Fujifilm V10 Review
Fujifilm V10 Optics
Good 3.4x optical zoom range, with good performance.
5.7x Digital Zoom
The Fujifilm V10 zooms over the equivalent of a 36-130mm range, a slightly larger range than what is typical for its class. Results are quite good at wide angle, with mild softness in the corners of the frame and only moderate coma distortion in the tree limbs. The 5.7x digital zoom takes it out to a little over 19x total, albeit with the loss of sharpness that digital zoom always ensures.
A small macro area with good detail and high resolution. Flash exposes fairly well, but with uneven coverage.
|Standard Macro||Macro with Flash|
The Fuji V10's macro setting performs well, capturing a pretty small minimum area of 2.80 x 2.10 inches (71 x 53 millimeters). Detail is strong and resolution high, with only minimal blurring in the corners from the lens. (Most cameras have some softening in the corners in macro mode.) The flash throttles down pretty well, though coverage is a bit uneven when shooting this close, with shadows in the left corners of the frame. (You should probably plan on using external lighting for your closest macro shots.)
Very low barrel distortion, and even lower pincushion.
This is the tendency for the lens to bend straight lines outward (like a barrel--usually at wide angle) or inward (like a pincushion--usually at telephoto). The Fujifilm FinePix V10's 0.3% barrel distortion at wide angle is very low relative to other cameras I've tested, and is much less visible in the final images than that of most cameras. At the telephoto end, the V10's 0.01% pincushion is extremely low (translates to about half a pixel of distortion).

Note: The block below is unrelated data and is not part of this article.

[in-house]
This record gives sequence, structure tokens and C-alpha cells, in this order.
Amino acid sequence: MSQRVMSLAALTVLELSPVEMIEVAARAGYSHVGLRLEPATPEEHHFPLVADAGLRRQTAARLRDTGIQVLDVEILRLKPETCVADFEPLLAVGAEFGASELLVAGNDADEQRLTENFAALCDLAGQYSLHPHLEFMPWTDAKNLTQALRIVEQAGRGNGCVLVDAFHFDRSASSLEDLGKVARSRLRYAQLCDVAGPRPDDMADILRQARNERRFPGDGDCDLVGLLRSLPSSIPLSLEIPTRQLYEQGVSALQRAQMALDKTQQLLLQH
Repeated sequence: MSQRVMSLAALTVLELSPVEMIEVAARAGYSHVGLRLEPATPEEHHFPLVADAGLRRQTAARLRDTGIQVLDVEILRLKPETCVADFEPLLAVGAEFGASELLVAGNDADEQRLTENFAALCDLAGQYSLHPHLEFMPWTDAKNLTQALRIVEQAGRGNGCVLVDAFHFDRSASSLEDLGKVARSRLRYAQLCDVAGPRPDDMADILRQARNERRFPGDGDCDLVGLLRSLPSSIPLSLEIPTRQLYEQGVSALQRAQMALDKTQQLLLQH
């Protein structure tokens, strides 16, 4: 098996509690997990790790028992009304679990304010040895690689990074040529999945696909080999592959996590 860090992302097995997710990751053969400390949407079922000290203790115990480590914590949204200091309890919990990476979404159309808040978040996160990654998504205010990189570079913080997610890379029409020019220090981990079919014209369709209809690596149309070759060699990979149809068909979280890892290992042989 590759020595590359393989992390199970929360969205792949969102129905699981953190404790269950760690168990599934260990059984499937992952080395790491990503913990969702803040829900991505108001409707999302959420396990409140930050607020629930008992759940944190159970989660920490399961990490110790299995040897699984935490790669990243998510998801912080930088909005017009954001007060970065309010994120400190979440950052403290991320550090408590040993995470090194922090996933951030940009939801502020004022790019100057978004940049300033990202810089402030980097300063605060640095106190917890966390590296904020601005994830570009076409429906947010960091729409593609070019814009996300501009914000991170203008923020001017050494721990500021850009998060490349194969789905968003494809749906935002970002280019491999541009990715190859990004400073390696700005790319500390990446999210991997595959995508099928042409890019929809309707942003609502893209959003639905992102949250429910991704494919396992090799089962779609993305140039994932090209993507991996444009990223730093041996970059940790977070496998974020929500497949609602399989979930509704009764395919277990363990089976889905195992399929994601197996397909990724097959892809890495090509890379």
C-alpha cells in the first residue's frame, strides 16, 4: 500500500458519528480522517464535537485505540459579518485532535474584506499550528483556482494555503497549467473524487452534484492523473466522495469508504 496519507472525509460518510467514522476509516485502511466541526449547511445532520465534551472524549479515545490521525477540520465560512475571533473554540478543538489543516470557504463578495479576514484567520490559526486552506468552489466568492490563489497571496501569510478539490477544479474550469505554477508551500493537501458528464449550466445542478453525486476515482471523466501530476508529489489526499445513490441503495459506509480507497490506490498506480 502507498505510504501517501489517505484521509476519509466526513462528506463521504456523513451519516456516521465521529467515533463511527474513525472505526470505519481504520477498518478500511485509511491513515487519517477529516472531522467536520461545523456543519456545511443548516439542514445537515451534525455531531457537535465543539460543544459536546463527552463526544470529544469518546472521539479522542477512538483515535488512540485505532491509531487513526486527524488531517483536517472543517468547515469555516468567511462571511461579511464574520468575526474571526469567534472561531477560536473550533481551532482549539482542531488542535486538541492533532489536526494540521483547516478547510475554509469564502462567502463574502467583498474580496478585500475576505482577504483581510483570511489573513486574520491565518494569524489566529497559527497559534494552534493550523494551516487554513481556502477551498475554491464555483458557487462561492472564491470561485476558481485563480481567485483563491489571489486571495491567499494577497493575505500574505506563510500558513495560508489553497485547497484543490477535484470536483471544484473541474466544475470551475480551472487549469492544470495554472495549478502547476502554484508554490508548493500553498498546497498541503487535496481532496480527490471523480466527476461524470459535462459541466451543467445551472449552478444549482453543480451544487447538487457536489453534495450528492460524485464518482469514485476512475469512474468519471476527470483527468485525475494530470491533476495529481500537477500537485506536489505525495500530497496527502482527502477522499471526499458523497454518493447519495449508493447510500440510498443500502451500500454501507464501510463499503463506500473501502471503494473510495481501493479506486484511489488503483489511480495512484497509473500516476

|Barrel distortion at 36mm is 0.3%|
|Pincushion at 130mm is 0.01%|
Moderate to somewhat high, though amplified by the softness in the corners, has a relatively small effect on the edges of images though.
|Wide: moderate, top left @ 200%||Wide: lower, top right @ 200%|
|Tele: high but dull, top left @200%||Tele: high but dull, top right @200%|
Chromatic aberration was moderate at wide angle, showing about 5-6 pixels of fairly bright coloration on either side of the target lines in the top left corner, but the effect was less intense in the top right. At telephoto, the number of pixels increased, but the brightness level decreased. This is most likely due to the increased corner softening at telephoto. (This distortion is visible as a very slight colored fringe around the objects at the edges of the field of view on the resolution target.) On a positive note, the effect of the V10's chromatic aberration extended only a little ways into the images from the extreme corners.
Some softening in the left and right corners of the frame, strongest effect in the left corners.
|Wide: slightly soft in the upper left corner.||Wide: sharp at center.|
|Tele: soft in the upper left corner.||Tele: slightly soft at center as well.|
The Fuji V10 produced slightly soft corners in a few shots, with the left corners seeming to have the greatest effect at both wide angle and telephoto. The degree of softness was about average among the consumer cameras we test, but better than average for models as compact as the Fujifilm V10.
The images above were taken from our standardized test shots. For a collection of more pictorial photos, see our Fujifilm FinePix V10 Photo Gallery.
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Note: For details, test results, and analysis of the many tests done with this camera, please click on the tabs at the beginning of the review or below.